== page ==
Since geoscience is a vast multidisciplinary field and geoscientists each have their own specialties, not everyone knows how to use and interpret the information from geochemical or geophysics databases, for example. However, it’s very important to know how to use this data and make the most of it. For that, you need people who are familiar with geophysics, geochemistry or geostatistics to work with these types of databases.
The expertise provided by InnovExplo, particularly in geology and geostatistics, is used to analyze and interpret multivariate data. It requires a thorough understanding of many different types of software, since these programs are increasingly sophisticated and involve different areas of geology. For that reason, it’s necessary to learn to work with this wide range of software.
In general, our work consists of using company databases to produce a geological or resource model. The internal experts all have their specialties. The geoscientific expert is responsible for the geological part of the mandate. They need to have a good understanding of the deposit with the data provided, so they perform field visits to determine whether the information (which is collected through drilling or brushing) is accurate. Next, they need to make a 3D geological model that shows how the gold is distributed. All of this information describes the volume and what the gold is associated with. This, in turn, lets us use fundamental geology to learn where the gold is, in what type of alteration or rock it is found or what type of structure we’re dealing with. Colleagues who are resource experts then take over to assess the quantity and value of gold in a deposit. In other words, this is a multidisciplinary task—a team effort.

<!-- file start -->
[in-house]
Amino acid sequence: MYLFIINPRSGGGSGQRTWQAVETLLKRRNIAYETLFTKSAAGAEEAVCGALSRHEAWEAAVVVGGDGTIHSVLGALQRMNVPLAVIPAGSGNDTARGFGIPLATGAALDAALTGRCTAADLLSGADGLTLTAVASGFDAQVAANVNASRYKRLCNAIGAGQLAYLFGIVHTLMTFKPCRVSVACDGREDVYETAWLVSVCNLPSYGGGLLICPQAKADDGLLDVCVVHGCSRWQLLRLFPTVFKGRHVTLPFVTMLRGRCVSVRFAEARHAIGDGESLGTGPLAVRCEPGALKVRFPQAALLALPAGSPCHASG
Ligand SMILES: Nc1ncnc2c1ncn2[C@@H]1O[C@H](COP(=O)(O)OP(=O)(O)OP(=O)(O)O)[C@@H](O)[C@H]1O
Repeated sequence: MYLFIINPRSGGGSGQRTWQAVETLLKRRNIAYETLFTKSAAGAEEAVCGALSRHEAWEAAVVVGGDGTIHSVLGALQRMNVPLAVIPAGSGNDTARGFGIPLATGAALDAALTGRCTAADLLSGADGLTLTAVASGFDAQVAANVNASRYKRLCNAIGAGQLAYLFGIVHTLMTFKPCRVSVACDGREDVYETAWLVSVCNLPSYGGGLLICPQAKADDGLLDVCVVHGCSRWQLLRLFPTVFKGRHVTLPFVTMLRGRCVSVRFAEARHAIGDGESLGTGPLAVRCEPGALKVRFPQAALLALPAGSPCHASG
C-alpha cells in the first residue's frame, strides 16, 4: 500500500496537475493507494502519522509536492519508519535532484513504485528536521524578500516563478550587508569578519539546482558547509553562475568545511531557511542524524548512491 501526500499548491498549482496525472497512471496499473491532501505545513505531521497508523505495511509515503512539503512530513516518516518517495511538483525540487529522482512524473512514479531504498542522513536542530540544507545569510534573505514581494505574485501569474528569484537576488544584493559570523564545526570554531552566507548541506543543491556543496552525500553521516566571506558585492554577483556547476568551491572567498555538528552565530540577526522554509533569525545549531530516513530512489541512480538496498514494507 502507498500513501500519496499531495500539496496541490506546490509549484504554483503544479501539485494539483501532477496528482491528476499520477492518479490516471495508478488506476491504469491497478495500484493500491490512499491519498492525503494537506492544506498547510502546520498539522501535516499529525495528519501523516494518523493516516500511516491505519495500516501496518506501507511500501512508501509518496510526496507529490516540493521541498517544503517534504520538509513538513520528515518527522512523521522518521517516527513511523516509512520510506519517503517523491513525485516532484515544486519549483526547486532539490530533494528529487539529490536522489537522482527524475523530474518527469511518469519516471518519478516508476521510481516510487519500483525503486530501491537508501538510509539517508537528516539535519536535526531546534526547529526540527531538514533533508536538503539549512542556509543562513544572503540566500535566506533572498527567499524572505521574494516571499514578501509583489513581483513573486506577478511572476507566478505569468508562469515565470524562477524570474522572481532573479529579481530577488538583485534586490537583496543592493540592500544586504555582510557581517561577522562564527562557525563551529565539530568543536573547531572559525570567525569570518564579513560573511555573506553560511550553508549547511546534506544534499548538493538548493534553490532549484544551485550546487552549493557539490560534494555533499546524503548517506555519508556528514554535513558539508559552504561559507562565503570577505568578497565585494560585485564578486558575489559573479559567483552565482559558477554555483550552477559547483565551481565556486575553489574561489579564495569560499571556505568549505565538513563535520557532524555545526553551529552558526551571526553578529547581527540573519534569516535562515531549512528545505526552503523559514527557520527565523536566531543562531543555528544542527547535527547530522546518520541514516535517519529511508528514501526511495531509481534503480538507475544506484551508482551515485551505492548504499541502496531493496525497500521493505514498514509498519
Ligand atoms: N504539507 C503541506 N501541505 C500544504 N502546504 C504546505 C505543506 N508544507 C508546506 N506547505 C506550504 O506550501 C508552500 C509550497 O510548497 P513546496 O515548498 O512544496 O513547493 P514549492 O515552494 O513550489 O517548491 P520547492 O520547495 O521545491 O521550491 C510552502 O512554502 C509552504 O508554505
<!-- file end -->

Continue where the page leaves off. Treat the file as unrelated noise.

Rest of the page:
Providing concrete and in-depth geoscientific information
If we’re addressing the major challenges in our work today, we’re doing so to acquire as much information as possible, which we can then use and analyze to give it added value. Our work is driven by the desire to provide additional information to our clients or identify previously undiscovered information in their deposits or geological maps. In short, we’re constantly looking for new information. Deposits are discovered and analyzed thanks to a multidisciplinary team. Similarly, a combination of factors makes it possible to find a deposit in the first place. When we provide people with additional information, they start asking themselves questions and checking and better understanding their databases and geological models. This is our constant challenge, to provide in-depth information.
After exploration, clients require management services. They use our services, particularly in Abitibi, in the exploration and understanding stages of the deposit itself. With the experience we have acquired in a variety of geological contexts, in Abitibi, Central America and elsewhere in the world, and through our participation in the Mineral Exploration Research Consortium (CONSOREM), we have seen a wide range of deposits and met people from a number of different companies. These have allowed us to have exchanges and discussions with a multitude of geologists, showing us the variety of deposits and geological contexts. This, in turn, enriches and broadens our vision of the geosciences. Thus, by drawing on this vast experience and examining databases, geological maps and deposits, we can refer to models that exist elsewhere not just in Abitibi, but around the world. This contributes to a better understanding of geology.
To learn more about the services offered by Stéphane Faure and other InnovExplo experts: